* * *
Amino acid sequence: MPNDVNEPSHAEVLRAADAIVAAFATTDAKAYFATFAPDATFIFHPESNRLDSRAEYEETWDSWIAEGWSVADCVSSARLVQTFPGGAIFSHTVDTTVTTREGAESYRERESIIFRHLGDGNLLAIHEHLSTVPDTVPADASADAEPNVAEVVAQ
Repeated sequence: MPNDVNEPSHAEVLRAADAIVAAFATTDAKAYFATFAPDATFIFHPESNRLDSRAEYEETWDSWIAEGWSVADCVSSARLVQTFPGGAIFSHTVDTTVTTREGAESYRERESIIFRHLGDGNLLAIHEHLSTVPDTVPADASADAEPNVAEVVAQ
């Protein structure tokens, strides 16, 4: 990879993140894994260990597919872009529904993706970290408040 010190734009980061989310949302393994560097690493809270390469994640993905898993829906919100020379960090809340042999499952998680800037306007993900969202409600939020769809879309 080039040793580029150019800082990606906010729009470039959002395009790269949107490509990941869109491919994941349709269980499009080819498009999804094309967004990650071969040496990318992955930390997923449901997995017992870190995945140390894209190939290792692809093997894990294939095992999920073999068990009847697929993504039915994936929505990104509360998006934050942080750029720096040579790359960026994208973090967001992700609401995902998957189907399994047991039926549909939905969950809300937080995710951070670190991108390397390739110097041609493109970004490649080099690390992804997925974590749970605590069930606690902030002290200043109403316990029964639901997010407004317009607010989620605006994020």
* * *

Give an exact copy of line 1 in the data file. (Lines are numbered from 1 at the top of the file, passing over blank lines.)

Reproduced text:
Amino acid sequence: MPNDVNEPSHAEVLRAADAIVAAFATTDAKAYFATFAPDATFIFHPESNRLDSRAEYEETWDSWIAEGWSVADCVSSARLVQTFPGGAIFSHTVDTTVTTREGAESYRERESIIFRHLGDGNLLAIHEHLSTVPDTVPADASADAEPNVAEVVAQ